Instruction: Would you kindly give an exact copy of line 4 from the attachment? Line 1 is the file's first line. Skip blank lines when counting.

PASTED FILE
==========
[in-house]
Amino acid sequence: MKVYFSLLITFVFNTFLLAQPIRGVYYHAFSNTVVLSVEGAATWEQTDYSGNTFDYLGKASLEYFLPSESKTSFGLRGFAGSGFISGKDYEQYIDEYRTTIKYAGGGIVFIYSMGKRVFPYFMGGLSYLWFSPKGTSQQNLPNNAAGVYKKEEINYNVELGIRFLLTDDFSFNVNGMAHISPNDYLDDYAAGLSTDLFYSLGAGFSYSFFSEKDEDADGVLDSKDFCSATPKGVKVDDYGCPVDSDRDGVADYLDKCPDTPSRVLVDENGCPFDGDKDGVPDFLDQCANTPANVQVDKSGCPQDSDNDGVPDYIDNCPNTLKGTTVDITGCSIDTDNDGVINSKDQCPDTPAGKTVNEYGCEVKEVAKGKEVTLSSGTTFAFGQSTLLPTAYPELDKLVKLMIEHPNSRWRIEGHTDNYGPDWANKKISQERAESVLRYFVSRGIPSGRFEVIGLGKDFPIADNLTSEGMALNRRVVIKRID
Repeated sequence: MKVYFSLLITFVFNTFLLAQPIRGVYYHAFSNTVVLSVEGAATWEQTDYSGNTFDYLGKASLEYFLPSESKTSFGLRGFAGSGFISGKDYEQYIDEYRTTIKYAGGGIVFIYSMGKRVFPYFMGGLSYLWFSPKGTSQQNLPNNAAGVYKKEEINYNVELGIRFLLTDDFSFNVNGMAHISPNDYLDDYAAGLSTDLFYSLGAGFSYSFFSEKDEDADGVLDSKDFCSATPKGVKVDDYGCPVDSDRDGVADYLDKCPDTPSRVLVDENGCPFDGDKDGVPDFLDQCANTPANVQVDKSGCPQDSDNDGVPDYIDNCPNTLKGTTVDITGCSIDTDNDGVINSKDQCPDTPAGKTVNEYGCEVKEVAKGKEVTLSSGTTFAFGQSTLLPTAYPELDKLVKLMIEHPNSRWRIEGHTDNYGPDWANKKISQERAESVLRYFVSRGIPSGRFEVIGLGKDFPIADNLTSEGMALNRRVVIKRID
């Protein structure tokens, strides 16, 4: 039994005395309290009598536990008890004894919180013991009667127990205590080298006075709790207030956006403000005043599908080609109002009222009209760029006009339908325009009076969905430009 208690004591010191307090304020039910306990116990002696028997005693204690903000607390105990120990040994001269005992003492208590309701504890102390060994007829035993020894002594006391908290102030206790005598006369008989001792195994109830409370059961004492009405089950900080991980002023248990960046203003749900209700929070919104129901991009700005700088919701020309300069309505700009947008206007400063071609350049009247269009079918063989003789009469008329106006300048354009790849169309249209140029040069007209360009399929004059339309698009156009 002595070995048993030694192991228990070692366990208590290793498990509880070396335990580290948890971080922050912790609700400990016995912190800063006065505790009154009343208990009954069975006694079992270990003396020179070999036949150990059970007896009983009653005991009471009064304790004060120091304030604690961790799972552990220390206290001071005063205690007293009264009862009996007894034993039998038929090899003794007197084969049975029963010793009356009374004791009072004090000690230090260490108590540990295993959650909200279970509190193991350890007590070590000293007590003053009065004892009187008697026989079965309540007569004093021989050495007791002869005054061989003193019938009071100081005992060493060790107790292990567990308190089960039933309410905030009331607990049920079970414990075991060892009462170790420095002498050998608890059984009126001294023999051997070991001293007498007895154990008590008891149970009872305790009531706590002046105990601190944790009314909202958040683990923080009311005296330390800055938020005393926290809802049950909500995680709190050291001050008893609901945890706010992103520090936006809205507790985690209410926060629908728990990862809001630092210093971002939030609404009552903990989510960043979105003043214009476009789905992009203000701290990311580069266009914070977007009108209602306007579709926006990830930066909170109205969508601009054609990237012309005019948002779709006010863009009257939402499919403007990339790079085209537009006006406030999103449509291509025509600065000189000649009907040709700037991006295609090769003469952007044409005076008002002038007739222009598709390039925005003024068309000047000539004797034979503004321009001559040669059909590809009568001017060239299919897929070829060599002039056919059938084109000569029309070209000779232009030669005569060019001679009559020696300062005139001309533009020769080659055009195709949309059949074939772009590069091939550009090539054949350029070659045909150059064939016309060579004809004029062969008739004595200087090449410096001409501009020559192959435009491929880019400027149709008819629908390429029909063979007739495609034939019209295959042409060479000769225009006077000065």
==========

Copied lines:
């Protein structure tokens, strides 16, 4: 039994005395309290009598536990008890004894919180013991009667127990205590080298006075709790207030956006403000005043599908080609109002009222009209760029006009339908325009009076969905430009 208690004591010191307090304020039910306990116990002696028997005693204690903000607390105990120990040994001269005992003492208590309701504890102390060994007829035993020894002594006391908290102030206790005598006369008989001792195994109830409370059961004492009405089950900080991980002023248990960046203003749900209700929070919104129901991009700005700088919701020309300069309505700009947008206007400063071609350049009247269009079918063989003789009469008329106006300048354009790849169309249209140029040069007209360009399929004059339309698009156009 002595070995048993030694192991228990070692366990208590290793498990509880070396335990580290948890971080922050912790609700400990016995912190800063006065505790009154009343208990009954069975006694079992270990003396020179070999036949150990059970007896009983009653005991009471009064304790004060120091304030604690961790799972552990220390206290001071005063205690007293009264009862009996007894034993039998038929090899003794007197084969049975029963010793009356009374004791009072004090000690230090260490108590540990295993959650909200279970509190193991350890007590070590000293007590003053009065004892009187008697026989079965309540007569004093021989050495007791002869005054061989003193019938009071100081005992060493060790107790292990567990308190089960039933309410905030009331607990049920079970414990075991060892009462170790420095002498050998608890059984009126001294023999051997070991001293007498007895154990008590008891149970009872305790009531706590002046105990601190944790009314909202958040683990923080009311005296330390800055938020005393926290809802049950909500995680709190050291001050008893609901945890706010992103520090936006809205507790985690209410926060629908728990990862809001630092210093971002939030609404009552903990989510960043979105003043214009476009789905992009203000701290990311580069266009914070977007009108209602306007579709926006990830930066909170109205969508601009054609990237012309005019948002779709006010863009009257939402499919403007990339790079085209537009006006406030999103449509291509025509600065000189000649009907040709700037991006295609090769003469952007044409005076008002002038007739222009598709390039925005003024068309000047000539004797034979503004321009001559040669059909590809009568001017060239299919897929070829060599002039056919059938084109000569029309070209000779232009030669005569060019001679009559020696300062005139001309533009020769080659055009195709949309059949074939772009590069091939550009090539054949350029070659045909150059064939016309060579004809004029062969008739004595200087090449410096001409501009020559192959435009491929880019400027149709008819629908390429029909063979007739495609034939019209295959042409060479000769225009006077000065």